What Is an Adjusting Journal Entry?
An adjusting journal entry is an entry in a company's general ledger that occurs at the end of an accounting period to record any unrecognized income or expenses for the period. When a transaction is started in one accounting period and ended in a later period, an adjusting journal entry is required to properly account for the transaction. Adjusting journal entries can also refer to financial reporting that corrects a mistake made previously in the accounting period.
- Adjusting journal entries are used to record transactions that have occurred but have not yet been appropriately recorded in accordance with the accrual method of accounting.
- Adjusting journal entries are recorded in a company's general ledger at the end of an accounting period to abide by the matching and revenue recognition principles.
- The most common types of adjusting journal entries are accruals, deferrals, and estimates.
Understanding Adjusting Journal Entries
The purpose of adjusting entries is to convert cash transactions into the accrual accounting method. Accrual accounting is based on the revenue recognition principle that seeks to recognize revenue in the period in which it was earned, rather than the period in which cash is received. As an example, assume a construction company begins construction in one period but does not invoice the customer until the work is complete in six months. The construction company will need to do an adjusting journal entry at the end of each of the months to recognize revenue for 1/6 of the amount that will be invoiced at the six-month point.
An adjusting journal entry involves an income statement account (revenue or expense) along with a balance sheet account (asset or liability). It typically relates to the balance sheet accounts for accumulated depreciation, allowance for doubtful accounts, accrued expenses, accrued income, prepaid expenses, deferred revenue, and unearned revenue. Income statement accounts that may need to be adjusted include interest expense, insurance expense, depreciation expense, and revenue. The entries are made in accordance with the matching principle to match expenses to the related revenue in the same accounting period. The adjustments made in journal entries are carried over to the general ledger which flows through to the financial statements.
In summary, adjusting journal entries are most commonly accruals, deferrals, and estimates. Accruals are revenues and expenses that have not been received or paid, respectively, and have not yet been recorded through a standard accounting transaction. Deferrals refer to revenues and expenses that have been received or paid in advance, respectively, and have been recorded, but have not yet been earned or used. Estimates are adjusting entries that record non-cash items, such as depreciation expense, allowance for doubtful accounts, or the inventory obsolescence reserve.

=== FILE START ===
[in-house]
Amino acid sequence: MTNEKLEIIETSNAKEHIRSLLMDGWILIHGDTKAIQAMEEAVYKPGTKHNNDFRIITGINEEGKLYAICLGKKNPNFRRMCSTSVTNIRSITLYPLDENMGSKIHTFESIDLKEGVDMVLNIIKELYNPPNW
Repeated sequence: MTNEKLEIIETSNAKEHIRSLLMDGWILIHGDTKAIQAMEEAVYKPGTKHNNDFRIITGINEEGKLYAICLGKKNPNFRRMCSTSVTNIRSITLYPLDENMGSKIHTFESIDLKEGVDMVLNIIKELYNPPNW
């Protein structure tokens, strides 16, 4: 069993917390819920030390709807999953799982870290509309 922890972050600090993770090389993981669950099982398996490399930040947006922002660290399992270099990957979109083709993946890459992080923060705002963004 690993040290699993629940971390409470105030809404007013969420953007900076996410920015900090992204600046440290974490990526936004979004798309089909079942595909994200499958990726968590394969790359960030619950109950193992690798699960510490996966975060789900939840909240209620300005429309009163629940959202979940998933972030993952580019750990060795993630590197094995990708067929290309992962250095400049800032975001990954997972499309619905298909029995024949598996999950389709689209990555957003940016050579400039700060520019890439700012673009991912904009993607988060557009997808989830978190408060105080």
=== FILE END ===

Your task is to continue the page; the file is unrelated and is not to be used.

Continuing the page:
Not all journal entries recorded at the end of an accounting period are adjusting entries. For example, an entry to record a purchase of equipment on the last day of an accounting period is not an adjusting entry.
Example of an Adjusting Journal Entry
For example, a company that has a fiscal year ending December 31 takes out a loan from the bank on December 1. The terms of the loan indicate that interest payments are to be made every three months. In this case, the company’s first interest payment is to be made March 1. However, the company still needs to accrue interest expense for the months of December, January, and February.
Since the firm is set to release its year-end financial statements in January, an adjusting entry is needed to reflect the accrued interest expense for December. To accurately report the company’s operations and profitability, the accrued interest expense must be recorded on the December income statement, and the liability for the interest payable must be reported on the December balance sheet. The adjusting entry will debit interest expense and credit interest payable for the amount of interest from December 1 to December 31.